Traumatic Brain Injury More Common Than Previously Reported

Pauline Anderson

November 29, 2012

The incidence of traumatic brain injury (TBI) uncovered by a new study in New Zealand is much higher than some previous estimates.

The new report shows an incidence of 790 per 100,000, higher than previous reports for high-income countries in Europe (47 to 453 cases) and North America (51 to 618 cases). The higher incidence is probably due to the fact that this new study included mild TBI cases, which do not always lead to hospitalization but can still lead to disability.

Extrapolation of this figure to the world population suggests that every year, 54 to 60 million people have a TBI and some 2.2 to 3.6 million of them sustain a moderate or severe TBI.

"To our knowledge, this study is the first large population-based study to investigate TBI incidence across the spectrum of severity in all age groups in a geographical region with urban and rural populations," said the authors, led by Valery L. Feigin, MD, National Institute for Stroke and Applied Neurosciences, AUT University, Auckland, New Zealand.

"Our age-specific and residency-specific data for TBI incidence overall and by mechanism of injury should be considered when planning prevention and TBI care services," they conclude.

The study was published online November 22 in The Lancet Neurology.

Capturing Data

The Brain Injury Outcomes New Zealand In the Community (BIONIC) was a large population-based study undertaken in New Zealand during 2010-2011. Researchers used various databases and surveillance systems to capture all TBI events among urban residents of the city of Hamilton and rural residents of Waikato District (a total population of more than 170,000) within a 1-year period.

The researchers made every effort to capture data for all individuals with mild TBI who were not admitted to the hospital by including those from family practices; by checking death certificates and accident records of community health services, schools, sport centers, and rest homes; and by widely advertising the study within the region of interest.

TBI was defined according to World Health Organization criteria as an acute brain injury resulting from mechanical energy to the head from external physical forces, with presence of confusion, disorientation, loss of consciousness, and/or post-traumatic amnesia.

Mild TBI was a Glasgow coma scale (GCS) of 13 to 15 or post-traumatic amnesia (PTA) within 24 hours of injury, moderate TBI was a GCS of 9 to 12 or PTA within 1 to 6 days of injury, and severe TBI was a GCS of 8 or lower or PTA 7 or more days from injury.

The overall incidence of TBI was 790 per 100,000 (95% confidence interval [CI], 749 - 832). This is higher than previous reports for high-income countries in Europe (47 - 453 cases) and North America (51 - 618 cases), probably because of the multiple overlapping sources of information used on a population level.

"Much of the discrepancy between estimates is accounted for by the fact that we included people with mild TBIs who were not admitted to hospital — such cases are often overlooked in hospital based studies," the authors write.

Of the 1369 individuals with TBI, most were boys and men younger than 35 years (69%). The incidence of TBI in males was almost twice that for females (relative risk [RR], for mild TBI, 1.73; 95% CI, 1.54 - 1.93; RR for total TBI, 1.77; 95% CI, 1.58 - 1.97).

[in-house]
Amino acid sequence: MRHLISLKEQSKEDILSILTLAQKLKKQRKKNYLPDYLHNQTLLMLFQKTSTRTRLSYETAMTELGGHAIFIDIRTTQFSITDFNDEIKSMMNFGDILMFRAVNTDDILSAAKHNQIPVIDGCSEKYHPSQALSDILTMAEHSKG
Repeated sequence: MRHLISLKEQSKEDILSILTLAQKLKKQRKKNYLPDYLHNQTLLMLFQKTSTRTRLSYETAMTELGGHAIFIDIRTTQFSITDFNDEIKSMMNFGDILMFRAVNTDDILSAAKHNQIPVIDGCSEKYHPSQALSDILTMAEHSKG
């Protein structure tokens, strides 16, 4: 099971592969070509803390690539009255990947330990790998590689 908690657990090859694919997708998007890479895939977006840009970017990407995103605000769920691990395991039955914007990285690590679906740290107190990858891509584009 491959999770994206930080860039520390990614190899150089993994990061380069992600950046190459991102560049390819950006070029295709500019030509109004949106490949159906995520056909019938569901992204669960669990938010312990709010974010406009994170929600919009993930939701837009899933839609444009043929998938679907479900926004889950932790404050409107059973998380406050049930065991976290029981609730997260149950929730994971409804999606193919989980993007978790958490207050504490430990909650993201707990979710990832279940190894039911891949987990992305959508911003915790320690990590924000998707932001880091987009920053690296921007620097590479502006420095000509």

Most TBIs Mild

Most patients with TBI were urban residents (74%) of European ethnicity (61%). The vast majority (95%) had mild TBI, with the risk of sustaining mild TBI more than 18 times greater than that for moderate or severe TBI. About a third of the patients (36%) didn't present to hospitals at the acute stage of TBI.

Falls (which accounted for 38% of TBIs), assaults (17%), exposure to mechanical forces, and transport accidents were the most common cause of TBI. TBI due to assaults was more common in adolescents and young adults of Maori ethnicity than in those of European descent.

"Clinicians dealing with patients with TBI should be aware of ethnic and sex disparities in TBI incidence when considering management and prevention strategies for such patients," said the authors.

The study found a greater than expected proportion of TBI in children and younger adults — they represented almost 70% of all TBI cases as opposed to the 40% to 60% reported elsewhere.

The small number of moderate and severe TBI cases precluded detailed analyses of these injuries as separate categories (they were combined). Another potential limitation of the study was that it recorded TBI events for only 1 year.

TBI is the leading cause of long-term disability in children and adults younger than age 35 years. Projections indicate that TBI will become the third largest cause of global disease burden by 2020.

In an accompanying editorial, Nada Andelic, MD, Division of Surgery and Clinical Neuroscience, Department of Physical Medicine and Rehabilitation, Oslo University Hospital, Oslo, Norway, said the study contributes an outline of the methodologic criteria for a population-based TBI incidence study that can be used in future TBI epidemiologic research.

National TBI surveillance systems are needed to monitor trends and develop appropriate preventive measures, control strategies, and effective TBI care, she wrote.

"A greater understanding of patient-specific characteristics is needed to reduce TBI risk at the individual level, and a focus on age, mechanism of injury, and severity-specific groups is needed to reduce the incidence of TBI at the population level," she concludes.

The study was funded by the Health Research Council of New Zealand. The authors have disclosed no relevant financial relationships.

Lancet Neurol. Published online November 22, 2012. Abstract Editorial

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